The physical adventures and challenges of Epic Monday are matched by the mental framework challenges of Tuesday. Tuesday is the first small group discussion, first prayer session, and John Mark Reynold’s talk on beauty. Then, in the evening, we watch a film.
Habakkuk and Prayer
Student Mentor Juliet San Nicholas de Bradley opened the morning with an honest devotional on Habakkuk. Walking us through each part of Habakkuk’s complaints about violence and injustice, Juliet talked the groups through God’s response. It was honest and invitational. Habakkuk is in pain and demands an answer from God. The response to the Almighty’s answer is worship and prayer — not complete understanding, but confidence to endure for God’s plan. For students who may be experiencing pain in their own livesHabakkuk is a constructive look at questions like “How do we wait on God’s timing?” “How do we pray about our pain?” “How do we watch for God the way Habakkuk does?”
That introduction to Habakkuk led right into a session on prayer led by Peter David Gross and Megan Depaso. Students could ask any question about prayer they wanted, and Peter and Megan helped them begin to find answers. Peter focused on describing prayer as an honest offering of yourself to the God who is offering himself to you. He reminded students that God prays too, so they’re never starting something new; they’re joining what Jesus and the Spirit are already doing. Megan focused on how knowing God as your friend relieves us from worry about praying “in the right way.” Then, the students and staff spend half an hour in silent prayer together, seeking God’s voice and guidance. Prayer is our top priority for youth, and this session was a good beginning.
Next, Peter David Gross talked about discussion as a communal effort in truth-seeking. Finding places to discuss a single topic, listen well to others, and say what you think are under-used practices in America today. By asking students to discuss for three hours each day this week, we are asking them to try the hard work of listening and responding The goal is to discuss a single unknown truth together. It build student’s abilities to consider each other as people, speak kindly to one another, and learn to focus on a single goal with others.
Why pick Plato? Plato’s works have been time tested —students get to join a discussion that has been going on around these works for thousands of years. It’s a text that is organized enough, yet confusing enough that everyone is put on equal footing. It is within that confusion groups begin to seek truth together.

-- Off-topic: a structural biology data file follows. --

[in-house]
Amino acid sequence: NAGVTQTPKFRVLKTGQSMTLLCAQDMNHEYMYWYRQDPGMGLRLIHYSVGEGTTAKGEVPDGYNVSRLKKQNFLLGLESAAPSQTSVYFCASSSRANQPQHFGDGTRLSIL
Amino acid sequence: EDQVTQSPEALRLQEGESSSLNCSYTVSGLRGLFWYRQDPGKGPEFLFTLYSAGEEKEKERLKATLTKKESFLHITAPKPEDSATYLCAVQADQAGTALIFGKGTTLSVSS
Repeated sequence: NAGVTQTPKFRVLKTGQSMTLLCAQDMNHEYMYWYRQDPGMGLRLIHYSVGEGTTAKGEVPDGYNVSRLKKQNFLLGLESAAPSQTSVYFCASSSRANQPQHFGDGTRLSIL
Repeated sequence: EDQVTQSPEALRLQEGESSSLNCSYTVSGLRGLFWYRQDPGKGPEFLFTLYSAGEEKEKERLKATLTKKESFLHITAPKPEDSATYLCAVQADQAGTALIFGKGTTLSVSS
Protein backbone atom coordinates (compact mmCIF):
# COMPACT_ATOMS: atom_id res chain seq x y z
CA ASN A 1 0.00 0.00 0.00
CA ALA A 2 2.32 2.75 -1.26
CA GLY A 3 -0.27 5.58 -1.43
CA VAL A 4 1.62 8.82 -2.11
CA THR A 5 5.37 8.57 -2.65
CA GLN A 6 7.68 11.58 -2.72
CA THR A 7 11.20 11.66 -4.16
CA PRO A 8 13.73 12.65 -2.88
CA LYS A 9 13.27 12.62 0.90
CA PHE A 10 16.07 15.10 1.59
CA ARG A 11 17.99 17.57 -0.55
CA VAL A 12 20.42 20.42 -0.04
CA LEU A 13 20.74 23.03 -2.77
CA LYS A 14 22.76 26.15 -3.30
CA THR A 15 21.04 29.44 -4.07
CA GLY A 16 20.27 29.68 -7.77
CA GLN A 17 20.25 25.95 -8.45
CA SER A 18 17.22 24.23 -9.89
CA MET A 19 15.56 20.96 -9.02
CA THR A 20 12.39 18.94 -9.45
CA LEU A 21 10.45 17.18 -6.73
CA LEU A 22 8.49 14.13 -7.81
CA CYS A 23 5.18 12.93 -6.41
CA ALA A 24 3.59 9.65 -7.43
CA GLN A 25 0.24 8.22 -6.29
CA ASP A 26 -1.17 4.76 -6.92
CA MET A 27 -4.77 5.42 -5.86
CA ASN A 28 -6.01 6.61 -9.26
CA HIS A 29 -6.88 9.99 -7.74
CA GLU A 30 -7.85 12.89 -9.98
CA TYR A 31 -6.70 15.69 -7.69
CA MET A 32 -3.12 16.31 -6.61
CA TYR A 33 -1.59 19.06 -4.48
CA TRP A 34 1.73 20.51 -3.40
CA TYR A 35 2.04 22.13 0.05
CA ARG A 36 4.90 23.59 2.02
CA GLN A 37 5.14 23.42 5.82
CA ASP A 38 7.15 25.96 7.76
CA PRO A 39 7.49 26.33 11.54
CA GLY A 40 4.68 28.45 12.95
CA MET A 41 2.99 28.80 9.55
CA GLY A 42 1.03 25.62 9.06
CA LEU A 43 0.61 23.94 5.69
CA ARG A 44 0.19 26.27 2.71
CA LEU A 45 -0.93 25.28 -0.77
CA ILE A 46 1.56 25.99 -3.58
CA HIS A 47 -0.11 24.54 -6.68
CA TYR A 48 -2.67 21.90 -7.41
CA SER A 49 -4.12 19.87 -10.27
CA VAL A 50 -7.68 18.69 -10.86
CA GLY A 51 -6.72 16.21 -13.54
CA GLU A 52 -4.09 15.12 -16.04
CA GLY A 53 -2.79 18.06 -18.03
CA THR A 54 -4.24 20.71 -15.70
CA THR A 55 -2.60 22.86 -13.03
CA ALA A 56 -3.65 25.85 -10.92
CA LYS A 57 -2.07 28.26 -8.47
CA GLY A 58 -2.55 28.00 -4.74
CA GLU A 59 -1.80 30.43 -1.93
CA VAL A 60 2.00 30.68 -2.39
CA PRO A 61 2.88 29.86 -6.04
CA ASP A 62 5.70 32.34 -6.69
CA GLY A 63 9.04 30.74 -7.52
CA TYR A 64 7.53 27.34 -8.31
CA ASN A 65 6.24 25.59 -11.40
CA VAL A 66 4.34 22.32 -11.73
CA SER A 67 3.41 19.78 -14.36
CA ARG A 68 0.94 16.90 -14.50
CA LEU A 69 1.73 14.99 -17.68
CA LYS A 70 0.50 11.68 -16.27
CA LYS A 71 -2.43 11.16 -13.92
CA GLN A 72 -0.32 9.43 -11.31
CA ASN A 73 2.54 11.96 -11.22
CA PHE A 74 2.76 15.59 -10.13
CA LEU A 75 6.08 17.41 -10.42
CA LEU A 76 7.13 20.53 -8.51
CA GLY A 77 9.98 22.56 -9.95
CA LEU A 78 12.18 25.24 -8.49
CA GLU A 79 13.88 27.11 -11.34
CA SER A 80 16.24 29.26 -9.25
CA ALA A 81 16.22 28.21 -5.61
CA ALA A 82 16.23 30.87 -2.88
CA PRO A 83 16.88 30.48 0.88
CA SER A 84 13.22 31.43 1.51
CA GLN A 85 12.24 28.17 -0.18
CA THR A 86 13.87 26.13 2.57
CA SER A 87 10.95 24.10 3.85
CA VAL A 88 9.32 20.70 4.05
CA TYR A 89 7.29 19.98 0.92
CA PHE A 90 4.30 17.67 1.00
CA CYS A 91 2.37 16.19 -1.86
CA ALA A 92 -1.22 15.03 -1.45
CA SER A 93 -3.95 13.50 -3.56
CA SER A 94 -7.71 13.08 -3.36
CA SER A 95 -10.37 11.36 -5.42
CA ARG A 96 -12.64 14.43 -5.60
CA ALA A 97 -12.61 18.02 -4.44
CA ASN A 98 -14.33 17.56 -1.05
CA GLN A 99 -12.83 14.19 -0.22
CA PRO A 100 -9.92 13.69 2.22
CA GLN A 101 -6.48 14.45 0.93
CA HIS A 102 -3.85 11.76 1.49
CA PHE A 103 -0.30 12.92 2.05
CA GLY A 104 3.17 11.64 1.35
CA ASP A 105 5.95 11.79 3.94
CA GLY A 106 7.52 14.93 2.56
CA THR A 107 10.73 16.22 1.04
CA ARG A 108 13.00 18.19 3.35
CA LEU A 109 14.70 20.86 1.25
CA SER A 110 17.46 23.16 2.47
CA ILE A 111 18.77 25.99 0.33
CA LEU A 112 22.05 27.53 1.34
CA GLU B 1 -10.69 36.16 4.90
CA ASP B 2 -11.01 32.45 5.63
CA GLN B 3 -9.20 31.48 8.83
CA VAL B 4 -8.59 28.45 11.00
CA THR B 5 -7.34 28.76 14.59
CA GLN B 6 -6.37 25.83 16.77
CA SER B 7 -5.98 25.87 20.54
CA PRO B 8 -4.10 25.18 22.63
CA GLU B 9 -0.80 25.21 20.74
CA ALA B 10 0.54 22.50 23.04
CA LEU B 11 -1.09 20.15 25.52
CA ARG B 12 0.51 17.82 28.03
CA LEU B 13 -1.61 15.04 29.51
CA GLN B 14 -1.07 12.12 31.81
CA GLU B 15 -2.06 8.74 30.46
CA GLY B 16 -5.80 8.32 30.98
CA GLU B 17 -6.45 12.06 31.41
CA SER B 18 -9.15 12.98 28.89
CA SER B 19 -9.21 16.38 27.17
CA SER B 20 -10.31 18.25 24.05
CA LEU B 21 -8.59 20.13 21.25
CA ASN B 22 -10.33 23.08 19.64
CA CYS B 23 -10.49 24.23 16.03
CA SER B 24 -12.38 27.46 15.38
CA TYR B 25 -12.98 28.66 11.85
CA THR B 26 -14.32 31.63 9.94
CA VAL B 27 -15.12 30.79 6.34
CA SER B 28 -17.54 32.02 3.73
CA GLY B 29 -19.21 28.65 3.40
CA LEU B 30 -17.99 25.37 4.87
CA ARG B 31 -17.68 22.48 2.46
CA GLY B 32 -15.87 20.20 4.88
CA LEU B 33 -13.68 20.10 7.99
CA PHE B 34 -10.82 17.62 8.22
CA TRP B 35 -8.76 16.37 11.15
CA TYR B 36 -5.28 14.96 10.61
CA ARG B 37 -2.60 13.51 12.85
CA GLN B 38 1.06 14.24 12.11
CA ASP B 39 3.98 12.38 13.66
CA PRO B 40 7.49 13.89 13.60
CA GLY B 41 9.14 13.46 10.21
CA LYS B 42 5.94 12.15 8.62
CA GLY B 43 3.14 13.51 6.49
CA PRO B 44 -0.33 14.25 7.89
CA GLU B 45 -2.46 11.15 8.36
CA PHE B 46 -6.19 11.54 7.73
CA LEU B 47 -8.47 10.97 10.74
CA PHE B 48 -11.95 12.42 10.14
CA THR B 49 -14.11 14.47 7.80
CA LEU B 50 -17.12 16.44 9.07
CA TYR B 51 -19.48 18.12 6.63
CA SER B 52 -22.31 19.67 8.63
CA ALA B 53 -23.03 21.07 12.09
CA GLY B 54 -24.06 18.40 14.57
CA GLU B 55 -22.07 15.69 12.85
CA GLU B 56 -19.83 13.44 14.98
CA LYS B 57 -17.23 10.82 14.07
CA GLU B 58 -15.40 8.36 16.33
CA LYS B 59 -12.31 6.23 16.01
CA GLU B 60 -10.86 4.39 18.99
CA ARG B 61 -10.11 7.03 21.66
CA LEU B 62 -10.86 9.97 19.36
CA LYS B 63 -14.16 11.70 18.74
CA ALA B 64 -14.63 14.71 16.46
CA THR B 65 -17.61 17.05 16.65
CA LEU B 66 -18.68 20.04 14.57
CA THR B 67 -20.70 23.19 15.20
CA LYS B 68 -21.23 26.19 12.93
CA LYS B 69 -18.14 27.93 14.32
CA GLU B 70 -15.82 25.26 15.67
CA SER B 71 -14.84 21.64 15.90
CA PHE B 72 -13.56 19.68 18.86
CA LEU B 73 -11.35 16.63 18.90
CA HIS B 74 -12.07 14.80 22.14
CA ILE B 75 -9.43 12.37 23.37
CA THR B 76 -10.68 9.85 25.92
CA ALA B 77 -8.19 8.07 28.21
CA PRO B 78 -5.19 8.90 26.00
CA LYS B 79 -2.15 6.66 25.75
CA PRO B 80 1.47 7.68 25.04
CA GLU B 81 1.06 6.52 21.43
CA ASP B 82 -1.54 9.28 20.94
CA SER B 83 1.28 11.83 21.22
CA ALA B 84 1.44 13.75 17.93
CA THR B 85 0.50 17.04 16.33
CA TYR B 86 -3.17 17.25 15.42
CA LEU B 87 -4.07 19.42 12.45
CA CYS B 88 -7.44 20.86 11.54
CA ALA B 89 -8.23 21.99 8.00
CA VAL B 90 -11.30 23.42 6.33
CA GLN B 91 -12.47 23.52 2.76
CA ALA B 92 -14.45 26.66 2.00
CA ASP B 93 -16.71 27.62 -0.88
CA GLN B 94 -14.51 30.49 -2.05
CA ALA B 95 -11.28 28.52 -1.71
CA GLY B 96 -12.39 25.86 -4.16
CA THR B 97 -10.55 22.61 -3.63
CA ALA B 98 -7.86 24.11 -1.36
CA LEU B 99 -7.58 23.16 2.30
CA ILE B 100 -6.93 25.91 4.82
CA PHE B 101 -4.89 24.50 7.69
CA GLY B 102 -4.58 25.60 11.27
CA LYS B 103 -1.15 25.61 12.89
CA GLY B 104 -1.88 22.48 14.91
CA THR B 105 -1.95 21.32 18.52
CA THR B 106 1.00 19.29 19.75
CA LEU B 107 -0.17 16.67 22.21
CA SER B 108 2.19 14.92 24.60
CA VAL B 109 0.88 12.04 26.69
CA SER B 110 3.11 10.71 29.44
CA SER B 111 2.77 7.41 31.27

The two film offerings are meant to challenge patterns of consumption in media. Films are picked intentionally for their resonance with the theme. The week’s films were A Monster Calls (2016) and The Passion of Joan of Arc (1928).
A Monster Calls follows a 12 year old boy, Conor O’Malley, whose mother is terminally ill with cancer. The film was originally a book started by Siobhan Dowd, who herself died from cancer, but asked author Patrick Ness to finish the book. The film was directed by Spanish filmmaker J.A. Bayona who filled the film adaption with rich details and beautiful cinematography. We asked students to pay attention to moments of stillness, listen to the music in each scene, and pay attention when a particular scene jumped out at them. We discussed things like:
What is the significance of time?
What role does grief play in the movie?
What role does anger play in the life of the main character?
Is a monster good or bad in this film?
Students picked up on the fine details and shared thoughts and reflections on the emotional arcs of the various characters.
The second film groups could choose was The Passion of Joan of Arc. It’s a 1928 silent, French Historical film based on the actual trial of Joan of Arc. She was a historical figure who claimed to have visions from God that caused her to lead the French in liberation against the English. She was captured and tried by the English church for heresy and later sentenced to burning at the stake. The black and white shots and intensely intimate close ups are considered classics that have influenced movie making to this day. Students watching this film considered the ways that faces, devoid of audio, could still communicate so much feeling. They considered questions like:
Is it wise endurance or foolish endurance to do as Joan of Arc did?
Is it necessary to be certain about one’s actions?
Is certainty necessary for courage?
How do silent films make us pay attention?
Praise be to the God who sees.